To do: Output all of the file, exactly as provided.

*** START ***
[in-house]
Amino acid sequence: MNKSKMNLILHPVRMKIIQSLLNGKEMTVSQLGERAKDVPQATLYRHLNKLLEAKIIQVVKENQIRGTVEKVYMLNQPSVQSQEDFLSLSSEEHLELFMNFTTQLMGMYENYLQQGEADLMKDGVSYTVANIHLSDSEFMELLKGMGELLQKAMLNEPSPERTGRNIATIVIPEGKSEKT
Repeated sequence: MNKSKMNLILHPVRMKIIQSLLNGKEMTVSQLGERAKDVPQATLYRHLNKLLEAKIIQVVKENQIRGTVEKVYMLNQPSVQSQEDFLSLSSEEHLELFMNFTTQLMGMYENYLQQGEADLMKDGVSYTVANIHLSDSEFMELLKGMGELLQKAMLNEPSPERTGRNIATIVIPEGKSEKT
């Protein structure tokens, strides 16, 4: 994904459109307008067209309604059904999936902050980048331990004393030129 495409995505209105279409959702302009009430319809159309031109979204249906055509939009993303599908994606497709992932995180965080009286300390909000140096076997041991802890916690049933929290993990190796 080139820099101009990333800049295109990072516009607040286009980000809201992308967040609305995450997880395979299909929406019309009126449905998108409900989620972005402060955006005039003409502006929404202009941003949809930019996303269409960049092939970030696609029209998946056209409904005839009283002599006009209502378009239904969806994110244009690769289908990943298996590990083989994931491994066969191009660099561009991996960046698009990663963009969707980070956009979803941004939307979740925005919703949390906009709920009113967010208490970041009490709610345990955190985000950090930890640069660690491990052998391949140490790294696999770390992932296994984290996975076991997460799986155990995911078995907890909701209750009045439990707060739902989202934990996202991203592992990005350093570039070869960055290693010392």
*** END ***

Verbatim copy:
[in-house]
Amino acid sequence: MNKSKMNLILHPVRMKIIQSLLNGKEMTVSQLGERAKDVPQATLYRHLNKLLEAKIIQVVKENQIRGTVEKVYMLNQPSVQSQEDFLSLSSEEHLELFMNFTTQLMGMYENYLQQGEADLMKDGVSYTVANIHLSDSEFMELLKGMGELLQKAMLNEPSPERTGRNIATIVIPEGKSEKT
Repeated sequence: MNKSKMNLILHPVRMKIIQSLLNGKEMTVSQLGERAKDVPQATLYRHLNKLLEAKIIQVVKENQIRGTVEKVYMLNQPSVQSQEDFLSLSSEEHLELFMNFTTQLMGMYENYLQQGEADLMKDGVSYTVANIHLSDSEFMELLKGMGELLQKAMLNEPSPERTGRNIATIVIPEGKSEKT
């Protein structure tokens, strides 16, 4: 994904459109307008067209309604059904999936902050980048331990004393030129 495409995505209105279409959702302009009430319809159309031109979204249906055509939009993303599908994606497709992932995180965080009286300390909000140096076997041991802890916690049933929290993990190796 080139820099101009990333800049295109990072516009607040286009980000809201992308967040609305995450997880395979299909929406019309009126449905998108409900989620972005402060955006005039003409502006929404202009941003949809930019996303269409960049092939970030696609029209998946056209409904005839009283002599006009209502378009239904969806994110244009690769289908990943298996590990083989994931491994066969191009660099561009991996960046698009990663963009969707980070956009979803941004939307979740925005919703949390906009709920009113967010208490970041009490709610345990955190985000950090930890640069660690491990052998391949140490790294696999770390992932296994984290996975076991997460799986155990995911078995907890909701209750009045439990707060739902989202934990996202991203592992990005350093570039070869960055290693010392």